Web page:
If you want to learn how to play the piano, would you enroll in weekly one-hour lessons or a weekend intensive? Weekly lessons, right?
Dr. Scott Walters agrees, and provides the reasons why this approach has a similar effect when applied to alcohol interventions. You can listen to the full presentation here, but for those of you looking for the Cliffs Notes version, just scroll down.
In 2002, the Mesa Grande study suggested that brief and motivational alcohol interventions worked better than longer, more widely-used treatments. You might think a program that’s twice as long would get twice the result, but that’s not the case.
Basically: sheer length is not a good predictor of outcome.
Instead, beginning with a brief intervention and following it up with a series of short check-ins seems to be the most successful way to go about it. Why? Because the intervention becomes a part of everyday life, not just a one-time thing.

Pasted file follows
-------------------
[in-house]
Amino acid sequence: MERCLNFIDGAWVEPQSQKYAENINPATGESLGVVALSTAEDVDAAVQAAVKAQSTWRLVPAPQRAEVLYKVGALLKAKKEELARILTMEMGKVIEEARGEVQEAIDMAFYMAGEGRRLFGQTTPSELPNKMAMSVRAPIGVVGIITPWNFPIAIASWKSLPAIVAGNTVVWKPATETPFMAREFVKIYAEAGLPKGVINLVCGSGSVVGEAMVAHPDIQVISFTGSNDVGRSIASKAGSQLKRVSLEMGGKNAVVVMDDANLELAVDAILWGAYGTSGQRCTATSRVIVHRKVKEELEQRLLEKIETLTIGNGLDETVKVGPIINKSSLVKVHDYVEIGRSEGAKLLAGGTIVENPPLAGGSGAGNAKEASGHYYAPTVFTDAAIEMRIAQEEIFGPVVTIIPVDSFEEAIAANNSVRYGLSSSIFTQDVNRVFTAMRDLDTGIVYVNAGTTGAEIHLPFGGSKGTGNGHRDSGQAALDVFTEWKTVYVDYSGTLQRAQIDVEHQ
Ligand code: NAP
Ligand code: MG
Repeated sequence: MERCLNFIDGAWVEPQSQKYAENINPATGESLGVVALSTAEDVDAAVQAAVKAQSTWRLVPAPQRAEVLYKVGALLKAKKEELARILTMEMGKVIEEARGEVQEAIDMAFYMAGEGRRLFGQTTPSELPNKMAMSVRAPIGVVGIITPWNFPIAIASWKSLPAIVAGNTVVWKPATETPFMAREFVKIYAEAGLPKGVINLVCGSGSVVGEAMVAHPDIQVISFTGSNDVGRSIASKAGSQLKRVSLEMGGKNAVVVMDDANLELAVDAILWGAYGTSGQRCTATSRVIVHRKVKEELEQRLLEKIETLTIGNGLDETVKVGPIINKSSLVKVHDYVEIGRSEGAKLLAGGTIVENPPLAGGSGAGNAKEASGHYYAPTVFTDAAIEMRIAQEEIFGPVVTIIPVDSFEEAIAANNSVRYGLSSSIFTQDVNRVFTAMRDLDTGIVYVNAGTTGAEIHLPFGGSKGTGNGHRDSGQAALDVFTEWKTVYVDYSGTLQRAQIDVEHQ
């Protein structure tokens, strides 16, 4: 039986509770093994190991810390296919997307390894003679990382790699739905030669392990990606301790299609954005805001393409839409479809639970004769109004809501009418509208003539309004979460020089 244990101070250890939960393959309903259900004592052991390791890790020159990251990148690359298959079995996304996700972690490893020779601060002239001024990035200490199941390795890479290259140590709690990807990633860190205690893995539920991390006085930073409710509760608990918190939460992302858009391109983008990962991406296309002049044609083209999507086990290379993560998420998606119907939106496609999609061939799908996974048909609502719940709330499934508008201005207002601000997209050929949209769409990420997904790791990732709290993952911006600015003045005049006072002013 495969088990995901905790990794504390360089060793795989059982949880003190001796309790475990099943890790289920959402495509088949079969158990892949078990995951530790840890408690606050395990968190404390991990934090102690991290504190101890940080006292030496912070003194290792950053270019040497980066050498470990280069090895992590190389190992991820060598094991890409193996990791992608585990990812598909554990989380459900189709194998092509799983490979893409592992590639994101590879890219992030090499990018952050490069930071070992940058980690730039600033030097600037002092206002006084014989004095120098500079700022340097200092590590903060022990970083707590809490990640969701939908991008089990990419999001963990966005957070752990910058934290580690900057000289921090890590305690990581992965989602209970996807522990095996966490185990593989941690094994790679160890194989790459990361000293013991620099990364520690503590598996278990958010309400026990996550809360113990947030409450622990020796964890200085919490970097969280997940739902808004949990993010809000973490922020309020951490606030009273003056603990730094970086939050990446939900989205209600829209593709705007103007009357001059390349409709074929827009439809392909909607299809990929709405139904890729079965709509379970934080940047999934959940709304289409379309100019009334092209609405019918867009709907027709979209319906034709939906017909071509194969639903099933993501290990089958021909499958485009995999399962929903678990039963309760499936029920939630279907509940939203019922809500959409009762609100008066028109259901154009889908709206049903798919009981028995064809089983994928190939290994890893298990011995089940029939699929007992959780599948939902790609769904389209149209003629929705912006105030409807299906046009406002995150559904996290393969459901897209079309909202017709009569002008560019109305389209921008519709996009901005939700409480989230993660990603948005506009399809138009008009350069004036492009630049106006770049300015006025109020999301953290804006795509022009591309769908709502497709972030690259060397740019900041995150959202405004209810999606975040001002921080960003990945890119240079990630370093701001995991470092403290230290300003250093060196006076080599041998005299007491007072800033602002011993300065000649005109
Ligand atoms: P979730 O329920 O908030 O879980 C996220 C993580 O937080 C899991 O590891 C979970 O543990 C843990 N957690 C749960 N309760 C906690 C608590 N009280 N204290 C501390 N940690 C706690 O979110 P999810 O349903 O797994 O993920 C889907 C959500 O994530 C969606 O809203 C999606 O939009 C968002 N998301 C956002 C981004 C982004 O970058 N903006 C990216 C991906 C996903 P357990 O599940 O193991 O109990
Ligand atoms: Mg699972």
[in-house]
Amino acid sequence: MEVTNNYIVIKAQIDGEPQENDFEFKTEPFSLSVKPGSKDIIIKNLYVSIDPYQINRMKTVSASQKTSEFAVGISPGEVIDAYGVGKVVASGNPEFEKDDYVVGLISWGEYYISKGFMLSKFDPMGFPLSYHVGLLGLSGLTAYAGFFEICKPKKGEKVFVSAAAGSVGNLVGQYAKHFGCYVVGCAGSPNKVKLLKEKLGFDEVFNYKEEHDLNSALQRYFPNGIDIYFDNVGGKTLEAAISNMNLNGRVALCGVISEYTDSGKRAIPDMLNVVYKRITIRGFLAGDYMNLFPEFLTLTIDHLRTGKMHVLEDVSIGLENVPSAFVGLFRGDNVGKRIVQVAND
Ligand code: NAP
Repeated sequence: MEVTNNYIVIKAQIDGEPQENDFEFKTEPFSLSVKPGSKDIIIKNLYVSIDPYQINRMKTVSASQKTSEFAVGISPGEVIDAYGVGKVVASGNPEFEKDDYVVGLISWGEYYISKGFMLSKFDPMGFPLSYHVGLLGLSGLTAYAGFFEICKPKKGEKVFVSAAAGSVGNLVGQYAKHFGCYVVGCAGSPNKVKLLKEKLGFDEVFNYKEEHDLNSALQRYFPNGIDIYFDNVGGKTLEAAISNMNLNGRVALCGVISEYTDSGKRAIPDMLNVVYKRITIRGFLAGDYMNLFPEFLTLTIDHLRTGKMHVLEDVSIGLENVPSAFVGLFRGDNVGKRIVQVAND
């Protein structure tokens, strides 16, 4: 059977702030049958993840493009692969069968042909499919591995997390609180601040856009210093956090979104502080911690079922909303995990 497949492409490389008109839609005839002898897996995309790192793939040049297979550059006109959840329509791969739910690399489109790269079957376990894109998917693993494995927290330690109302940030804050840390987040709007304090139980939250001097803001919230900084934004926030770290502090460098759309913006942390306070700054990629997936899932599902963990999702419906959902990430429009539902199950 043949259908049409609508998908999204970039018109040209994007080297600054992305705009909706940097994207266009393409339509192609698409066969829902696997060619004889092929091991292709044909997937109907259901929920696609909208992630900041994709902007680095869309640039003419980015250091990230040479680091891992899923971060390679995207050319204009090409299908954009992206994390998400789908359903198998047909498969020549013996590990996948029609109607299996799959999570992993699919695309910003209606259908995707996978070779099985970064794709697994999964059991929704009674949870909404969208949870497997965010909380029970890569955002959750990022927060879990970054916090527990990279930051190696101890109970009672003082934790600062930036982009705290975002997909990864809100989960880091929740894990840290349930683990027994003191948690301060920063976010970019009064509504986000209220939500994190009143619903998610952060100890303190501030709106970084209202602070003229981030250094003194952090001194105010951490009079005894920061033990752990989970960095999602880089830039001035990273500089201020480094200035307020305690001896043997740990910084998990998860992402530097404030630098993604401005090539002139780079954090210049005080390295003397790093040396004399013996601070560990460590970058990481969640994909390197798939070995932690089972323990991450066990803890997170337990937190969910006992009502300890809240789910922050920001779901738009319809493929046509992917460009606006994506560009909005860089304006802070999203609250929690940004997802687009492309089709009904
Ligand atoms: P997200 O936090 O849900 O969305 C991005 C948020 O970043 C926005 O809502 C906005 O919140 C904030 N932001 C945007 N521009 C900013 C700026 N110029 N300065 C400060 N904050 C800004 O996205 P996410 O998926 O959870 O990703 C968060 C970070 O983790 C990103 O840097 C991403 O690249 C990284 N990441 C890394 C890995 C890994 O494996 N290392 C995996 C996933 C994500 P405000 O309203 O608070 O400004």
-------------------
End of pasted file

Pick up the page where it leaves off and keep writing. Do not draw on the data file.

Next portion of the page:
Dr. Walters also points out that technology can play a helpful role in this follow-up process. What does this look like in practice?
Let’s say that a student wanted to drink less. During their initial intervention, they could make a list of the times when they were most tempted to drink too much (Friday nights, for example). Then, each Friday morning for a month, they would receive a text with a tip. “Alternate one alcoholic drink with one glass of water” or “Skip the pre-gaming tonight,” for example.
This approach was twice as likely to help smokers stay cigarette-free after six months than those who did not receive follow-up texts, so applying it to the world of alcohol interventions certainly seems to be the next logical step.